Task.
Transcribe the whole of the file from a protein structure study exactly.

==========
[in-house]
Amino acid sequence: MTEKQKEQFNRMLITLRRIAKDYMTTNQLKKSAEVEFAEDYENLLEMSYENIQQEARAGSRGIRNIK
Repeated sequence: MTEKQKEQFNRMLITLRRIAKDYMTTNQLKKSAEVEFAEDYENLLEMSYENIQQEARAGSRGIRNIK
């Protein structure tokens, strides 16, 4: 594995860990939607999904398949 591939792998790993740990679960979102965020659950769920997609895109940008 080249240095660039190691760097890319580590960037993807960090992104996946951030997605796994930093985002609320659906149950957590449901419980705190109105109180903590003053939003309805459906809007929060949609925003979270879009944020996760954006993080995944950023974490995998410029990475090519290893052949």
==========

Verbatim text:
[in-house]
Amino acid sequence: MTEKQKEQFNRMLITLRRIAKDYMTTNQLKKSAEVEFAEDYENLLEMSYENIQQEARAGSRGIRNIK
Repeated sequence: MTEKQKEQFNRMLITLRRIAKDYMTTNQLKKSAEVEFAEDYENLLEMSYENIQQEARAGSRGIRNIK
């Protein structure tokens, strides 16, 4: 594995860990939607999904398949 591939792998790993740990679960979102965020659950769920997609895109940008 080249240095660039190691760097890319580590960037993807960090992104996946951030997605796994930093985002609320659906149950957590449901419980705190109105109180903590003053939003309805459906809007929060949609925003979270879009944020996760954006993080995944950023974490995998410029990475090519290893052949």